When Call of Duty: World at War was released with a post-game Zombies campaign, it was derided by many as being an unfit addition to a serious game. Since then, Treyarch’s Zombies has become one of the key pillars of the world’s most popular and best-selling shooter. So much so, that its enduring template has been used by other Call of Duty studios.
Treyarch’s started it all – and with the newest DLC for their now two-year-old Black Ops III, they’re bringing it home. Zombie Chronicles is a (as the name implies) Zombies focused expansion that brings a collection of maps from the previous Black Ops series of games to the latest one.
Zombies fans old and new are likely to get a kick out of Chronicles. For newcomers, seeing how it all started will be a delight, while those more acquainted with the third pillar of Call of Duty’s popularity will delight in re-experiencing old favourites.
As a reminder, Zombies is a four-player cooperative mode that pits players against waves of the undead, with the ultimate goal of trying to survive as long as possible. Some maps have their own goals, but the impetus really is on staying alive as the undead hordes increase in magnitude and ferocity. Killing zombies earn you points that you’ll use to buy improved guns and special perks, and open doors leading to new areas with endless waves of undead enemies. You could try to do this all alone, or team up with friends online or off for a frenzied, fun co-operative experience.
It’d be easy to call it a cynical cash-grab that’s intent on preying on fan nostalgia – but there’s so much love poured into this recreated maps from World at War through to Black Ops 2, all lovingly recreated. There’s more to it than just increased textures and art assets. With the move to Black Ops 3 as a base, there’s a stark improvement in lighting, and the addition of superlative atmospheric audio to double up on Zombies’ inherent feeling of tension. Every undead groan,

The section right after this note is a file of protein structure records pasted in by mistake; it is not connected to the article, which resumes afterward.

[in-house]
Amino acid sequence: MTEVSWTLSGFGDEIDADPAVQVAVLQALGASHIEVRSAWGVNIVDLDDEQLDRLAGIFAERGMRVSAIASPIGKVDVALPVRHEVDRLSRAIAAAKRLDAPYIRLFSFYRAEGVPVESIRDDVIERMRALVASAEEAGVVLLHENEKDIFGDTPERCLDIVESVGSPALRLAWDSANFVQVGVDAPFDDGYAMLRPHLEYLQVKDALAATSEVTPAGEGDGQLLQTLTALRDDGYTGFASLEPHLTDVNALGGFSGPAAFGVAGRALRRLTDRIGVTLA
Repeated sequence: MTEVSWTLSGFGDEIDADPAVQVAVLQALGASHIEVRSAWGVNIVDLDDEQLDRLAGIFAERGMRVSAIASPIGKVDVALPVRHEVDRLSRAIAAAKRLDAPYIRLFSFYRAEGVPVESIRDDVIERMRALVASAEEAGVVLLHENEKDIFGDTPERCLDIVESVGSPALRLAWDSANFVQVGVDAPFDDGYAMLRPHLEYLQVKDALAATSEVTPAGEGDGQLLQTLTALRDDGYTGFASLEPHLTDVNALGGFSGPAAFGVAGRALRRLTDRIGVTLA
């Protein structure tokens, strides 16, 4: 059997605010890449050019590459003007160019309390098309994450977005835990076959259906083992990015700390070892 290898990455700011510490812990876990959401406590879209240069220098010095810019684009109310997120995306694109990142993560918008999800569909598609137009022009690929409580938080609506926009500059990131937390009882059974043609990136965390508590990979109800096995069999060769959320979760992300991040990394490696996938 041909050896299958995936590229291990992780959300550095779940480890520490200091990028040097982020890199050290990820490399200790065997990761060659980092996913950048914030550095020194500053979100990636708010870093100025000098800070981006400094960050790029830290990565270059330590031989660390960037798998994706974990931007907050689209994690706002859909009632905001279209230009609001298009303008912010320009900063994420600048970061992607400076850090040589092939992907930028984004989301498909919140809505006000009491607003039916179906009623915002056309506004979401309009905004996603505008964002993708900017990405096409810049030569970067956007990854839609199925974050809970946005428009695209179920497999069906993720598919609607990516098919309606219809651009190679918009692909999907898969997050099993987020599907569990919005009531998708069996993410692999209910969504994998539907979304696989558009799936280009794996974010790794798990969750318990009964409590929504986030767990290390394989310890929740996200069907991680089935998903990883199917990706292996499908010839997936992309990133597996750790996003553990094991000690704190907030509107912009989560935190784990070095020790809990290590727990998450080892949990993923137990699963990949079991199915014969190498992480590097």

Chronicles has a strong selection of maps drawing from the series well. For narrative (and probably licencing) issues, some fan favourites like Call of the dead, Tranzit and Mob of the Dead didn’t make the cut – but those that are in are a delight to revisit. There are smaller, more manageable maps – like the one that started it all, Nacht Der Untoten, as well as more expansive story-centric ones like Ascension and Moon, which require distinct co-operation and strategies to overcome.
Of course, perpetual favourite Kino der Toten (my favourite map, personally) has been given a loving overhaul. The abandoned, destroyed theatre has had its Swastikas removed, replaced instead with golden statues and appropriate decorative panels. Some fans may decry their removal as destroying historical accuracy – but it’s a game about killing zombies. I think we can safely excuse realism for a moment. Beyond that aesthetic change, everything about the map – and indeed the others – feels more alive and vibrant.
It’s all been given a dash of modernity through Black Ops 3’s systems. The Gobblegums offer single-shot perks, supplementing Perk-A-Cola’s longer effects. They add new strategies to maps, and will change the way you played through your old favourites. For purists, the option exists to turn them off for a return to classic action. Probably less welcome is the addition of Black Ops 3’s guns to the older campaigns. Older players will no doubt lament the loss of Mustang and Sally in favour of Death and Taxes, but the newer weapons don’t fundamentally change the core zombies experience in the slightest.
Instead, it’s the new visuals and lighting, and especially the enhanced audio that make for the biggest, most welcome change. More than a simple remaster, Treyarch’s delivered a substantial bit of content for its admittedly high asking price. At $30, it’s half the cost of the base game it requires to run. For die-hard Zombies fans, it’s well worth the price of admission.
Last Updated: May 22, 2017